The houses on Capitol Hill are chock full of fun, vintage details – some are beautiful touches of historic charm, and others are quirky details leftover from renovations in the 70’s. Here’s one of my favorite examples of the latter! This awesome interior stained glass “window” is installed above the kitchen sink on an interior wall of a Capitol Hill row home – i.e. in a place where a real window to the outside couldn’t possibly be installed. The solution? Backlight the stained glass and put it on a dimmer switch to make it feel like you’re looking out a bright, beautiful window while you’re doing dishes instead of staring at a wall! What do you think? Tacky, or too cool? (Please pardon the ultimate YouTube faux pas of filming vertically!)


Secret Rooms

When I was a little kid, I was *fascinated* by the idea of secret rooms! I loved reading mystery novels, and the hidden rooms that often played a role in the plot sounded SO. COOL. So I got a huge kick out of this article in the WSJ about real-life hidden rooms around the country! In DC homes, this could be a fun way to hide a storage space, or make creative use of your basement. Take a look for yourself!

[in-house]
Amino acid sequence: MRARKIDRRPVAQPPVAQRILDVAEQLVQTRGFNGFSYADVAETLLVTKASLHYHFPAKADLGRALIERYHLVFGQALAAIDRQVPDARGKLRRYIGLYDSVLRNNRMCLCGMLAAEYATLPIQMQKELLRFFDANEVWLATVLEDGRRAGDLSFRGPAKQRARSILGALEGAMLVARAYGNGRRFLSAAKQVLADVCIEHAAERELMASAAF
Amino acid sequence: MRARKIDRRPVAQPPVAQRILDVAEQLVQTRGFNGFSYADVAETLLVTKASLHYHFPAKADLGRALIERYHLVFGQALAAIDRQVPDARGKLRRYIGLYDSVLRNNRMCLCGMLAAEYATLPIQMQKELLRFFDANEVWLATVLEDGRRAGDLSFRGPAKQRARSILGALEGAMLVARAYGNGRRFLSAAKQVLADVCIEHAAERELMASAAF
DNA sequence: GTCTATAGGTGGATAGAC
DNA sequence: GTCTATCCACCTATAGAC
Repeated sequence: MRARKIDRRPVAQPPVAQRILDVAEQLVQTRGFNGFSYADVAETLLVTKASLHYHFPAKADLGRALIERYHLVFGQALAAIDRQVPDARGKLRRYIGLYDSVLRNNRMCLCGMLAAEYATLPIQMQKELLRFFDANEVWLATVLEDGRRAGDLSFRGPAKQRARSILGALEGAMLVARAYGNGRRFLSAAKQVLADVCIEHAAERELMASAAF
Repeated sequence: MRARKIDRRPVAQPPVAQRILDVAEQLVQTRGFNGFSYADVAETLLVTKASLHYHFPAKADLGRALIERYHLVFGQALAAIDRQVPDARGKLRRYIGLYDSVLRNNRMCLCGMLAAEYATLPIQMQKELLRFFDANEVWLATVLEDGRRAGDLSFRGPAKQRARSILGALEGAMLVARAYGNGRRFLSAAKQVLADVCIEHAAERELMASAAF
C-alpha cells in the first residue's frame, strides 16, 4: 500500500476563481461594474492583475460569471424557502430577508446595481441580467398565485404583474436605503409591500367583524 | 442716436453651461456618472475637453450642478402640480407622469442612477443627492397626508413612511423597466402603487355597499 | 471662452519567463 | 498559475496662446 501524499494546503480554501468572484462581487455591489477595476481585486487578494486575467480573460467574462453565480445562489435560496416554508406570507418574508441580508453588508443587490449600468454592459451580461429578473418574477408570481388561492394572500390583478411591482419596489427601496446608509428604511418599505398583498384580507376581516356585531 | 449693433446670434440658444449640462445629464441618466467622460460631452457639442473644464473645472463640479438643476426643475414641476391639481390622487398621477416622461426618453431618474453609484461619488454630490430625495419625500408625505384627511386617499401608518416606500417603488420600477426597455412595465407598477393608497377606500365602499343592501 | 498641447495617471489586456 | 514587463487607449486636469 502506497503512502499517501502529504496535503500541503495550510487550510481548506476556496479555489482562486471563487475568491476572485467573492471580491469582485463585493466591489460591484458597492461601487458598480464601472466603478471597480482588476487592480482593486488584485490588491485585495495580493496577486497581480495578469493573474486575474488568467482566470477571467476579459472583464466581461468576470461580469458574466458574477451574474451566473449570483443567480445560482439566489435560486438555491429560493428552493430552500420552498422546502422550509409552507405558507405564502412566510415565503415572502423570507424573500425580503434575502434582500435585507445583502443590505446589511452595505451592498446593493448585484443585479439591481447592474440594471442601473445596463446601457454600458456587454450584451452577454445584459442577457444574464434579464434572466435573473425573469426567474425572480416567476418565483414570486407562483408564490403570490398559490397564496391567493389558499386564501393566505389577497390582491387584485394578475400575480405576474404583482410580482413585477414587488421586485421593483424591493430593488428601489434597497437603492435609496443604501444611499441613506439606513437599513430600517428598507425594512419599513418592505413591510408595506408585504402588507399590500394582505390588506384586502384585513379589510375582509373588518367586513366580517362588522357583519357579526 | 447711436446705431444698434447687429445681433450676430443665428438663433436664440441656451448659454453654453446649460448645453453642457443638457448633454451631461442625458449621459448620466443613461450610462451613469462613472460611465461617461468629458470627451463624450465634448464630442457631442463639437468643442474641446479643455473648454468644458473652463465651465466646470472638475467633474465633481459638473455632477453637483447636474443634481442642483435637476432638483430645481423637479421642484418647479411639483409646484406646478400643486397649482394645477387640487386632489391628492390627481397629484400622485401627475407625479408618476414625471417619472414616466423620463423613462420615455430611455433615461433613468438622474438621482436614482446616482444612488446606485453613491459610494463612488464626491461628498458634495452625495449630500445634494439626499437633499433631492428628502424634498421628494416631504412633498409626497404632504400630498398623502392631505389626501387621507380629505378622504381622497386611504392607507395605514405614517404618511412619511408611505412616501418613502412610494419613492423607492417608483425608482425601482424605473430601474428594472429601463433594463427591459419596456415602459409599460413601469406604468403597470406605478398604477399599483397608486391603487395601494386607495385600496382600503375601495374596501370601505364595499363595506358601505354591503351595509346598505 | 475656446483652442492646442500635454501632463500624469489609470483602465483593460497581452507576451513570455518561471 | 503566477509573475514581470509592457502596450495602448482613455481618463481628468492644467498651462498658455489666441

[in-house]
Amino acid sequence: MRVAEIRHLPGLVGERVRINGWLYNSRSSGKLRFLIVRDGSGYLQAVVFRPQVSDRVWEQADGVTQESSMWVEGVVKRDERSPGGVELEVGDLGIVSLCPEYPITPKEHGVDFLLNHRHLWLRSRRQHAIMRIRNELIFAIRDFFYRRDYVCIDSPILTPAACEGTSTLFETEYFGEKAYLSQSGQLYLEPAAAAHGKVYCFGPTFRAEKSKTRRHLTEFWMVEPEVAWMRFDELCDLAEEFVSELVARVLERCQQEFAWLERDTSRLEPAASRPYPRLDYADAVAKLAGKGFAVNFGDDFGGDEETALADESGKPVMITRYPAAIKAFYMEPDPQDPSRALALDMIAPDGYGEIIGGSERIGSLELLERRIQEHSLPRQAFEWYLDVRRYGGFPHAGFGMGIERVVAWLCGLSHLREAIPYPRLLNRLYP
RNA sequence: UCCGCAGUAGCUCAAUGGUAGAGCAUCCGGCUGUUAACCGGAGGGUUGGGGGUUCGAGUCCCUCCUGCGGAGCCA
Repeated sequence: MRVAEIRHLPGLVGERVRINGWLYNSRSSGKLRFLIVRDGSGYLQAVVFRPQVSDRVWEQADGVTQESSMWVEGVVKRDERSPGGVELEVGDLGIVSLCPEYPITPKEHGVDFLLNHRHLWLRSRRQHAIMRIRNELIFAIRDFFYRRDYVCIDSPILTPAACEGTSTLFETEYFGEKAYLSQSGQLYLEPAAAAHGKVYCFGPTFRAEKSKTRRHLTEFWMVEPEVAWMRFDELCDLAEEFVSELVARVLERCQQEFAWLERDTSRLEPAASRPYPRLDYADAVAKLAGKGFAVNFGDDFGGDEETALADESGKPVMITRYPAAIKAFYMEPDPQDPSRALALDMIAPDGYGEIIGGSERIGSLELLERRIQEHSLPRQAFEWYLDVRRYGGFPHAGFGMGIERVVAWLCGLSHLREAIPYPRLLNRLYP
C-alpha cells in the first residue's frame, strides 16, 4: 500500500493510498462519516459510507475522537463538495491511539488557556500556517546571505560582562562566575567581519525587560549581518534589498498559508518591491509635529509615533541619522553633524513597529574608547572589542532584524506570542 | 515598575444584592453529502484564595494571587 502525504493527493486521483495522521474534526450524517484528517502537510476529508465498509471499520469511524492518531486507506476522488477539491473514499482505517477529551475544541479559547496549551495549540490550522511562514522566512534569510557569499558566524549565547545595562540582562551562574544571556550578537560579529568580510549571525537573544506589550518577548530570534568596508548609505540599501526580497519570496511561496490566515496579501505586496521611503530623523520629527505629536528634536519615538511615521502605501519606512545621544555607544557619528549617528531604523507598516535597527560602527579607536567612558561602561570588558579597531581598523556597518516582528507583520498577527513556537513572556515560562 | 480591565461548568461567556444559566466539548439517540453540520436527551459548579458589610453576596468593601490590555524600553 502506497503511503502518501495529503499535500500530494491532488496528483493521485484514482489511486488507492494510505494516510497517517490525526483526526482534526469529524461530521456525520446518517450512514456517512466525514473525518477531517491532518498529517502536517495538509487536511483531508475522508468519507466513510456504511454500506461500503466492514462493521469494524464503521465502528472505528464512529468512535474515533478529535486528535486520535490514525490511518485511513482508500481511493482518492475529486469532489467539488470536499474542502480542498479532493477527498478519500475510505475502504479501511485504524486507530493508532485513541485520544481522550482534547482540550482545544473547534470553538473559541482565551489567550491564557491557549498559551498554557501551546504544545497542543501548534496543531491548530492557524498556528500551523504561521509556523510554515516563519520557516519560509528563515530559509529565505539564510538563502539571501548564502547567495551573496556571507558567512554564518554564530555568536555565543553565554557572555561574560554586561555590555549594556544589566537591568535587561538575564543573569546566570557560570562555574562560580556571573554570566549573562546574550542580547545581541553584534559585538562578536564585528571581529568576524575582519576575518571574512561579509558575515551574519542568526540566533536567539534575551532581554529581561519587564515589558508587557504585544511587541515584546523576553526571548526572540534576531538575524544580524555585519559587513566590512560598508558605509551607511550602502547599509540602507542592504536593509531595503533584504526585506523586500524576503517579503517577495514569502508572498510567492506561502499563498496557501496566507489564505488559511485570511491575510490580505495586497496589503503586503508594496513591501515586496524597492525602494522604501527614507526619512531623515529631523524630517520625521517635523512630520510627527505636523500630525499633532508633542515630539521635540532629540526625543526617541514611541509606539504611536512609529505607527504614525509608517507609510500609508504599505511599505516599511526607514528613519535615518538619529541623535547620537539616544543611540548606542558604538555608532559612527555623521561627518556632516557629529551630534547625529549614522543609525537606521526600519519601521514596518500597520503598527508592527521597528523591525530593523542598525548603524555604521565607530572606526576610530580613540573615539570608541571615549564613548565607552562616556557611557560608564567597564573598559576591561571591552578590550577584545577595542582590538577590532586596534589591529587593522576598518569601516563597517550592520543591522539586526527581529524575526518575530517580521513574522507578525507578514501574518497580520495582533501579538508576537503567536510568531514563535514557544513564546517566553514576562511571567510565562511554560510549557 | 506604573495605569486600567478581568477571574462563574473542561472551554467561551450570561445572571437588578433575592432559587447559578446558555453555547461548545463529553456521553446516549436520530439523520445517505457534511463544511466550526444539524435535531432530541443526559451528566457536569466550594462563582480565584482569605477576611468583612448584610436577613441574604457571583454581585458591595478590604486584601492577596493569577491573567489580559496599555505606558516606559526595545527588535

Randall Perry/Witt Construction

Everyone loves a secret.

Hidden rooms and passageways might seem like the stuff of a Victorian murder mystery, but these spaces are increasingly popular in homes, with owners installing them for reasons of design, security and just plain fun.

“No one knows it’s there,” says Jerry Stubbs of the secret room he built under the garage of his Spanish Fork, Utah, home. “I put valuables in there, and our food storage and guns.”

Mr. Stubbs, a general contractor, excavated the space, then bought a Creative Home Engineering bookcase with a secret door for access to the room.

Since launching in 2004, Gilbert, Ariz.-based Creative Home has sold about 500 secret doors, says founder Steve Humble. Sales have increased in each of the past three years, he says, with 2014 on pace to be its best year.